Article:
From the December 6 issue of the South Etobicoke News…
An Etobicoke fanzine writer has been appointed editor-in-chief of one of the longest-running science fiction magazines, called Amazing Stories.
Lloyd Penney has been a member of science fiction fandom for 45 years and worked for 30 years in both fanzine and convention management.
“The editor-in-chief of Amazing Stories…this is a position I never would have dreamed of having, but now that I have it, I suspect the learning curve will be steep,” Penney said. “Still, the best way to
handle this curve is to start climbing it and see what is needed to tackle it.”
The editor and proofreader is familiar with the magazine and its writers. “I have been a proofreader and editor for most of my working life, with magazines, catalogs and much more,” Penney said. “I have not only been the copy editor for Amazing Stories and Amazing Selects, but I have also worked with Scot Noel at Dreamforge Magazine.”
He also works with a communications company in the east end of Toronto to edit their one paper magazine and their two e-magazines. “I will be reading as much as I can, relying on readers to look at the flood of submissions.”
He also works with a communications company in the east end of Toronto to edit their one paper magazine and their two e-magazines.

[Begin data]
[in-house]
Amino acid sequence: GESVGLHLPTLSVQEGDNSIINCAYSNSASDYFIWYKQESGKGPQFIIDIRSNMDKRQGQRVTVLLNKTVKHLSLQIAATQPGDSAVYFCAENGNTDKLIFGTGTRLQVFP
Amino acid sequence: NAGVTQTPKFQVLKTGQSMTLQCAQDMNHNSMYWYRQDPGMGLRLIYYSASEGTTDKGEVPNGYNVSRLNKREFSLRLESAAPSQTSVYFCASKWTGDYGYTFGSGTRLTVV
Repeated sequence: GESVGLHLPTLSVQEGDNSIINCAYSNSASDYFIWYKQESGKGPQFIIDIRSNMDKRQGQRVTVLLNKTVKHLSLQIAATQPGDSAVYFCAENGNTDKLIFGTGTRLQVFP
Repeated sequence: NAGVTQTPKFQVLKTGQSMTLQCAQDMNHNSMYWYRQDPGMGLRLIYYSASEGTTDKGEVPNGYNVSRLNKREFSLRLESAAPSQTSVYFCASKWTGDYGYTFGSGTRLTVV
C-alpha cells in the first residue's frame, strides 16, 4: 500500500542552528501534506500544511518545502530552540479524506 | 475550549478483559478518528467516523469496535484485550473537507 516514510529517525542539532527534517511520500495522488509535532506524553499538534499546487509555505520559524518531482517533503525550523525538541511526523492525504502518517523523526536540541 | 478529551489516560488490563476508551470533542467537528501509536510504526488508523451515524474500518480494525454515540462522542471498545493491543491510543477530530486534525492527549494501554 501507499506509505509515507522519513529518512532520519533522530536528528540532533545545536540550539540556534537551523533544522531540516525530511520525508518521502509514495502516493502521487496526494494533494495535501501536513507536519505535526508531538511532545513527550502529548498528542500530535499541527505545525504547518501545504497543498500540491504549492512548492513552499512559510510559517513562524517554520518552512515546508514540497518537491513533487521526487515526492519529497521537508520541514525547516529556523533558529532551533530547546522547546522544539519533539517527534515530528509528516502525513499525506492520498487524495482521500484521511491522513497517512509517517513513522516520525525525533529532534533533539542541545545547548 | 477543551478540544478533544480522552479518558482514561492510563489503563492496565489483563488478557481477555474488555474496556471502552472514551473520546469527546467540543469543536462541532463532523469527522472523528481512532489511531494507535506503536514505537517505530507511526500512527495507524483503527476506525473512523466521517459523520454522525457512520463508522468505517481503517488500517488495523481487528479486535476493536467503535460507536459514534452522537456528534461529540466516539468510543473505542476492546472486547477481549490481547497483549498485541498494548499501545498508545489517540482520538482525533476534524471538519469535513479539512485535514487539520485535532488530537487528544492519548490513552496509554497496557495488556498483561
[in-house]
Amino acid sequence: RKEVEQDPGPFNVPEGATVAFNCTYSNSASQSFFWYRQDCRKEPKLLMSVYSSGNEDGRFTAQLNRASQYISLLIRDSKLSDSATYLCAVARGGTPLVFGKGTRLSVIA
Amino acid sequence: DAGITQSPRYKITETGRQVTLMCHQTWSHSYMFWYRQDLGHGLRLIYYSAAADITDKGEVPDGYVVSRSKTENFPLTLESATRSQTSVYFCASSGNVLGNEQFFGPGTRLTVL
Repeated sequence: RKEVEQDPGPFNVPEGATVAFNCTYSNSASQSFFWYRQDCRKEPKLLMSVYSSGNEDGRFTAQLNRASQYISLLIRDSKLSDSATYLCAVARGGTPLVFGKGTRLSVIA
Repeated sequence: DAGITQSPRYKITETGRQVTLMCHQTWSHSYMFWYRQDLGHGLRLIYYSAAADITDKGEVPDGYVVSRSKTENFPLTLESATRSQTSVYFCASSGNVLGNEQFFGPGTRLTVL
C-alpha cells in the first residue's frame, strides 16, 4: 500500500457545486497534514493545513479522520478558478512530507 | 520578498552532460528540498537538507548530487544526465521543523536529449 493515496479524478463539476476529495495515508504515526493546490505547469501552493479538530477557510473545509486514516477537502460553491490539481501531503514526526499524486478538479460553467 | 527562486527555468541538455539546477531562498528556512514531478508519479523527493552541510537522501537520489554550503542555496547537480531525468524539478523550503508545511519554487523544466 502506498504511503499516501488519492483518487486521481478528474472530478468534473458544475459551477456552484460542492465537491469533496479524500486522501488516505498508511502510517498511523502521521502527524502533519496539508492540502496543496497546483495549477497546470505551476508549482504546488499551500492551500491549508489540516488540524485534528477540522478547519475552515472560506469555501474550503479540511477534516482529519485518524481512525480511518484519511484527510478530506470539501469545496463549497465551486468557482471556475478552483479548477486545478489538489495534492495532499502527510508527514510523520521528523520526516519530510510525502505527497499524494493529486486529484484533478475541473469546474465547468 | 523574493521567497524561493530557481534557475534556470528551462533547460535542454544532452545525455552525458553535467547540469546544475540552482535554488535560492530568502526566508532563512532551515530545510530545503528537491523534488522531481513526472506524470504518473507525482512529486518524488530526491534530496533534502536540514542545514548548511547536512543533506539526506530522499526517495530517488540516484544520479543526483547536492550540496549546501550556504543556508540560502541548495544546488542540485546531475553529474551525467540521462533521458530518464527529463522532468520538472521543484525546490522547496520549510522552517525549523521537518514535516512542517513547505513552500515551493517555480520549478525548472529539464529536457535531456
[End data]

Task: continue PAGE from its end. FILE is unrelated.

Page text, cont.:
“I will be reading as much as I can, relying on readers to look at the flood of submissions and choose what’s the best of that submitted,” he said. “I will make mistakes, and forget some vital things, but I am willing to learn.” He hopes to help produce a magazine that all science fiction and fanzine readers will enjoy and appreciate.
Amazing Stories is a U.S. science fiction magazine launched in April 1926 by Hugo Gernsback’s Experimenter Publishing. It was the first magazine devoted solely to science fiction. Science fiction stories usually appeared in other magazines. Amazing Stories has been published with some interruptions for 92 years, going through a half-dozen owners and many editors as it struggled to be
In the late 1940s Amazing presented as fact stories about the Shaver Mystery, a lurid mythos that explained accidents and disaster as the work of robots named deros, which led to dramatically increased circulation but widespread ridicule.